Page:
The piece below is an example of the challenges that many institutions must consider as they come to a honest assesment of their pasts.
Dean Cromwell was the track coach at USC from 1909-1948. He also was assistant Olympic coach for the 1936 U.S. Olympic team and head coach on the 1948 U.S. Olympic Track & field team.
It is his association with the 1936 Olympic team, that causes much concern in the well researched and written LA Times article noted below.
Dean Cromwell was known as the ‘Maker of Champions’. Cromwell lead USC to 12 NCAA team tiles in track & field (1926, 1930-31, 1935-1943). He also developed such Olympic athletes as Fred Kelly, 1912 Olympic gold, 110m hurdles, Charley Paddock (1920 gold at 100m, and 4×100), and Mel Patton (1948 Olympic gold, 200m and 4x100m). In his time at USC, his athletes set 14 world records, and won 12 Olympic gold medals.
The issues are these:
While assistant coach in Berlin in 1936, Cromwell is accused of keeping two Jewish American sprinters from the 4x100m relay team. This has been a rumor with some stature since 1936. Avery Brundage, the long time USOC head, soon to be IOC head, known Nazi sympathiser, was said to want to not insult Adolf Hitler by having Jews on a winning relay team.
Hitler had not met the high jump gold medalist, Cornelius Johnson, a black US athlete. He was told by the IOC that either he met all the gold medalists or he met none. So, he would not meet Jesse Owens.
After Jesse Owens had won 3 gold medals, Jesse Owens and Ralph Metcalfe were named to the 4x100m team, replacing Sam Stoller and Marty Glickman, the only Jews on the U.S. Olympic Track team. Stoller and Glickman were told by head Olympic Track Coach, Lawson Robertson, that the German team had upped the quality of their team and that the US did likewise. While Stoller noted that it was probably due coaching favoritism, as Coach Robertson’s two athletes, Foy Draper and Frank Wykoff, were named to the 4x100m with Metcalfe and Owens, as both Draper and Wykoff had both matriculated at USC and been coached by Dean Cromwell.
Marty Glickman, who became an iconic sports journalist, always believed that he and Stoller were replaced on the 4x100m as to not insult Hitler by having a team with blacks and Jews winning gold ahead of the German team. This writer recalls a meeting between Glickman and Owens on Bud Greenspans’ Olympic shows when they discussed the controversy. Glickman showed total class as he never blamed Owens and Metcalfe.
The facts are these:
1. Avery Brundage was a admirer of National Socialism due to the fact, as he saw the the Nazis saw the global nemesis as Communism. Brundage had put all of his energy into keeping the US in the 1936 Olympics, which was no mean feat. It was known that he wanted to curry favor with Hitler, and keeping Stoller and Glickman out of the U.S. 4x100m team, so that American Jews were not included in the winning relay team ahead of the German team. Ironically, Stoller noted that Cromwell did not want Owens and Metcal on the team, as Stoller noted, Cromwell “wanted an all-white relay team.”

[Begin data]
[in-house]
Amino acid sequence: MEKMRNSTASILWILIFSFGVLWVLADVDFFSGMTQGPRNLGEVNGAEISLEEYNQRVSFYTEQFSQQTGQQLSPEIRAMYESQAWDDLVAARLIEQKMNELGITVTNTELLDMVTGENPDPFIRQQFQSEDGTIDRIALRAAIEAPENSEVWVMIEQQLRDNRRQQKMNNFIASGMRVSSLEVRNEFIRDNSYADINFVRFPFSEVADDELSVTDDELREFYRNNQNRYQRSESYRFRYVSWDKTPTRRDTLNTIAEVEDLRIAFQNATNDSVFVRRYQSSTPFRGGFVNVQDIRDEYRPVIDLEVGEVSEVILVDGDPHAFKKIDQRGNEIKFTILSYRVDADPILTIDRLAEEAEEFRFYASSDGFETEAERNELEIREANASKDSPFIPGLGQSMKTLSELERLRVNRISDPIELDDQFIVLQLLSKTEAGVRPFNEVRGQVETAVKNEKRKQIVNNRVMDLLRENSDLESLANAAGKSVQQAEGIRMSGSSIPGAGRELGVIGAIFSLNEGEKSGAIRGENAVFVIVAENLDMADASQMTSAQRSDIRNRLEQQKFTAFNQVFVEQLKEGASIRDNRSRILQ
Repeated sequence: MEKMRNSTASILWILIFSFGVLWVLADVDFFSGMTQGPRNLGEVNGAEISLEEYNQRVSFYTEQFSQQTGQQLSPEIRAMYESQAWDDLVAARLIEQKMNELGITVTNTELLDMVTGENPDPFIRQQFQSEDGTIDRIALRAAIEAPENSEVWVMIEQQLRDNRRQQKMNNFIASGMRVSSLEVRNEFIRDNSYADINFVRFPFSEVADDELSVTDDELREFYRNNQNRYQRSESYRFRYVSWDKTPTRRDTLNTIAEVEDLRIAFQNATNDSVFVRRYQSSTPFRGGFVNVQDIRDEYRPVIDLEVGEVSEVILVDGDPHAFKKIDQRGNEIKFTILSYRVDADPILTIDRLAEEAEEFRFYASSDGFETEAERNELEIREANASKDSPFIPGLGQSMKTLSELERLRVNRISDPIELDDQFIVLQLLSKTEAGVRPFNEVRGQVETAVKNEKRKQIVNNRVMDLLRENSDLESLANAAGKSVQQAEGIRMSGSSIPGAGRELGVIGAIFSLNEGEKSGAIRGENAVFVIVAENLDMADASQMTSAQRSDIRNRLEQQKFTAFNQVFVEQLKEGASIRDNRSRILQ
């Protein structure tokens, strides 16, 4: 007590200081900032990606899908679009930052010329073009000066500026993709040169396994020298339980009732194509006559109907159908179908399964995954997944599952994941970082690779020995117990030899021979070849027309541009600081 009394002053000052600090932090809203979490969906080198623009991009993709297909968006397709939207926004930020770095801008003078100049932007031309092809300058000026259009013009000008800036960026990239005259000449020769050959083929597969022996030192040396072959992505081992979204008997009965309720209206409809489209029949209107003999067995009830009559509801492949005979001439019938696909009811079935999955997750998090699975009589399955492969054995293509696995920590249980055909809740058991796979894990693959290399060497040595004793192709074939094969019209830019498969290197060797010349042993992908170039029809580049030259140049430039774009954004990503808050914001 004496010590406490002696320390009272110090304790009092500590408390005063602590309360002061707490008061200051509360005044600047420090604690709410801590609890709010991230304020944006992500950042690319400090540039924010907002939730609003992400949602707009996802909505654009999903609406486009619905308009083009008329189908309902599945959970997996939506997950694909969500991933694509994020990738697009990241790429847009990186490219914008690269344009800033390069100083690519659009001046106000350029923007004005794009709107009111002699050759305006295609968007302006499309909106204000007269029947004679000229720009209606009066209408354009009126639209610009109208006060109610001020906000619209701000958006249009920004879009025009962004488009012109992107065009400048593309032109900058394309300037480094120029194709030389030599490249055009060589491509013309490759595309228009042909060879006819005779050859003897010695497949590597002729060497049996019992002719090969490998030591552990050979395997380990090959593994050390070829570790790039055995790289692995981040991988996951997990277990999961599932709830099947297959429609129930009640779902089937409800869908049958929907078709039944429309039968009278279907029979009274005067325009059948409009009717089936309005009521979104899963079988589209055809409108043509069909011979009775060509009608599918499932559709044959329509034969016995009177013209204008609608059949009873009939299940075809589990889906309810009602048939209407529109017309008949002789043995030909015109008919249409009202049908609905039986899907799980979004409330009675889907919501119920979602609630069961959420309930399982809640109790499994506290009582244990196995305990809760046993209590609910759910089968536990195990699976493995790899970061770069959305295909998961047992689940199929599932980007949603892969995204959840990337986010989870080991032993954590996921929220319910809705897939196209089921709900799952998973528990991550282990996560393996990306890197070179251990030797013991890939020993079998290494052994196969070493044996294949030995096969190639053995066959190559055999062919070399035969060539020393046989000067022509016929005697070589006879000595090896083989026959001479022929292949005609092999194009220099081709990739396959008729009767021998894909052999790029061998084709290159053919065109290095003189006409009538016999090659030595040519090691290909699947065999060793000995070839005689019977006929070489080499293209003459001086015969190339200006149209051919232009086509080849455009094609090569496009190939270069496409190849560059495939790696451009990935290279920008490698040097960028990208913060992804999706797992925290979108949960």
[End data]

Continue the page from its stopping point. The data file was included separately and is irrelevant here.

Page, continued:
2. Dean Cromwell wanted to curry favor with the most powerful man in U.S. amateur sports, Avery Brundage. Cromwell joined the America First Movement, the major isolationaist movement manipulated and co-founded by Avery Brundage.
3. Dean Cromwell was also known to believe that Blacks were not equal to humans. In the book, ‘Championship Techniques in Track and Field’, published in 1941 noted that “the Negro athlete excels because he is closer to the primitive than the white athlete.” Cromwell added, ” It was not so long ago that his ability to sprint and jump was a lie-and-death matter in the jungle. His muscles are pliable and his easygoing disposition is a valuable aid to the mental and physical relaxation a runner and jumper must have.”
As someone who has a degree in history, and uses those skills each day to discern truth from fiction, this time of challenging historic figures on their actual or apocryphal actions or beliefs is fascinating.
In recent months, President Woodrow Wilson’s name was removed from Princeton University’s Public policy school and Wilson college, due to his racist views and actions.
Dean Cromwell’s racist and anti-Semitic views were not hidden. This does not make it any better, but it does help us understand the historical figure. It also helps us appreciate Jesse Owens, his amazing 4 Olympic medals, and the racism he endured. Truth was, Jesse Owens was the most popular man, by many accounts, in Berlin in 1936.
Should Cromwell’s name be removed at the USC track complex? That, in my mind, is up to the University community. Dean Cromwell was a coach with much stature who was both racist and anti-Semitic, from his own words.
Dean Cromwell was a man of much complication, and while I am cautious in taking down statues and names of complexes, I believe that this time of historical reckoning has been a long time in coming. I will be curious to see how USC decides on this conundrum.